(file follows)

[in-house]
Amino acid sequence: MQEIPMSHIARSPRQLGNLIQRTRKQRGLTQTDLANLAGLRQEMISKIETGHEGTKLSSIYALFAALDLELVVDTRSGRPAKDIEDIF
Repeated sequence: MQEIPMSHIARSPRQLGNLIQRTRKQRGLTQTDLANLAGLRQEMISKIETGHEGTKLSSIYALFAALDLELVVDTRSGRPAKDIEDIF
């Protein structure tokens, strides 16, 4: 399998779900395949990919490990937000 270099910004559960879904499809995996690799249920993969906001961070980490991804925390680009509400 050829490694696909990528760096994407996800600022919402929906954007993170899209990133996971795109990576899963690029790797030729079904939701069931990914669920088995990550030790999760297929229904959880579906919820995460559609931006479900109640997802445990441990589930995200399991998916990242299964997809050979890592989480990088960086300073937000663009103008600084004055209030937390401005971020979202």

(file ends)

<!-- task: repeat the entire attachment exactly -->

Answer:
[in-house]
Amino acid sequence: MQEIPMSHIARSPRQLGNLIQRTRKQRGLTQTDLANLAGLRQEMISKIETGHEGTKLSSIYALFAALDLELVVDTRSGRPAKDIEDIF
Repeated sequence: MQEIPMSHIARSPRQLGNLIQRTRKQRGLTQTDLANLAGLRQEMISKIETGHEGTKLSSIYALFAALDLELVVDTRSGRPAKDIEDIF
């Protein structure tokens, strides 16, 4: 399998779900395949990919490990937000 270099910004559960879904499809995996690799249920993969906001961070980490991804925390680009509400 050829490694696909990528760096994407996800600022919402929906954007993170899209990133996971795109990576899963690029790797030729079904939701069931990914669920088995990550030790999760297929229904959880579906919820995460559609931006479900109640997802445990441990589930995200399991998916990242299964997809050979890592989480990088960086300073937000663009103008600084004055209030937390401005971020979202």